I think I am right to be confused here, right to ask questions. How do the doctrines of grace allow for an ardent Roman Catholic, one who denied those doctrines as anathema, to exemplify the Christian faith, to be a true hero—a saint? Surely I am not the only one who sees a contradiction. Surely I am not wrong to balk at Warren teaching Jewish rabbis how to increase the strength of their congregations.

Warren gave all the right answers in this interview, but I am not at all convinced that they reflect what he truly believes at all times and in all contexts. And certainly his ministry does not appear to bear out the kind of theological underpinnings that would reflect the theology he espouses here. Where is the influence of Edwards? Where is the monergism? Where do we see a belief in total depravity consistently applied in any of his books?

Use of Scripture
Another very common critique of Rick Warren and his books concerns the use of Scripture. Throughout The Purpose Driven Life he consistently and unapologetically tears verses from their context and applies them haphazardly, relying on a long list of translations and paraphrases to do so. Examples abound and would probably number in the hundreds; these are very well documented and very widely known.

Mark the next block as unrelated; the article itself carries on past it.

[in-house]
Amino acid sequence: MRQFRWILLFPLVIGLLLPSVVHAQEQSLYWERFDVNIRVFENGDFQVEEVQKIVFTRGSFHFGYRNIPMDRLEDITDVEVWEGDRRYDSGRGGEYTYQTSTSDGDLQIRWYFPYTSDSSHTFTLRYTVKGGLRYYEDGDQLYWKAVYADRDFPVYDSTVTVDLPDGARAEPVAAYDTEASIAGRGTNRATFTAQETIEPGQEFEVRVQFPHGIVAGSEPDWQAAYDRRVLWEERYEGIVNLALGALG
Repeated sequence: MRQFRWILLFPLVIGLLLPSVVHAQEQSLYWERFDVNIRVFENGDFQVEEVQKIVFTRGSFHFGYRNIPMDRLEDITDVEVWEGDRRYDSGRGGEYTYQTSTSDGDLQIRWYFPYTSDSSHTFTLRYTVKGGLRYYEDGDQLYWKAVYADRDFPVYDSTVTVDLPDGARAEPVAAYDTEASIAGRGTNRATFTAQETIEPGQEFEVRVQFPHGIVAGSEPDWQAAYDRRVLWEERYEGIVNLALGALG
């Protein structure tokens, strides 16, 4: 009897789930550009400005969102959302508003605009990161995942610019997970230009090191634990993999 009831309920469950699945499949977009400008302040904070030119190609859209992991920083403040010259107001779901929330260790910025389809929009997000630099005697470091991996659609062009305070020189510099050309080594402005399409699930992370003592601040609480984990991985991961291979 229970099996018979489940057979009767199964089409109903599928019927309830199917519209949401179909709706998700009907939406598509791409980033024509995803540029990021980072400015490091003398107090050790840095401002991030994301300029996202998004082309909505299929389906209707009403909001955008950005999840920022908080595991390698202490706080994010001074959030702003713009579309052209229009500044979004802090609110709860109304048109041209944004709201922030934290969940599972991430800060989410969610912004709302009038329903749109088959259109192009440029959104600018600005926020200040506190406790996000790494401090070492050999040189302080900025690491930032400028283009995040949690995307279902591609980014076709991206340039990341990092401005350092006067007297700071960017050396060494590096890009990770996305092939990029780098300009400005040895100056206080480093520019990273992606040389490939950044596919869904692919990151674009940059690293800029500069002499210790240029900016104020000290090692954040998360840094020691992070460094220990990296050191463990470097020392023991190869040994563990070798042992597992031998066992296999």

Piper spoke to Warren about Scripture but stopped short of asking about his use of Scripture. If I were to preach in my church and Scripture as Warren does, I would be rebuked and I would deserve the rebuke. If a man stood in the pulpit of Bethlehem Baptist Church and used Scripture as Warren does, he would be rebuked as well, I am convinced. We do not want men to learn from Warren how to preach, how to use Scripture! He does not treat the Word of God as the very words of God. He can speak of his indebtedness to Edwards and Spurgeon and others, but his preaching shows very little of their influence.

These are just 2 critiques that remain unaddressed—very important critiques that seem to get to the heart of what he truly believes.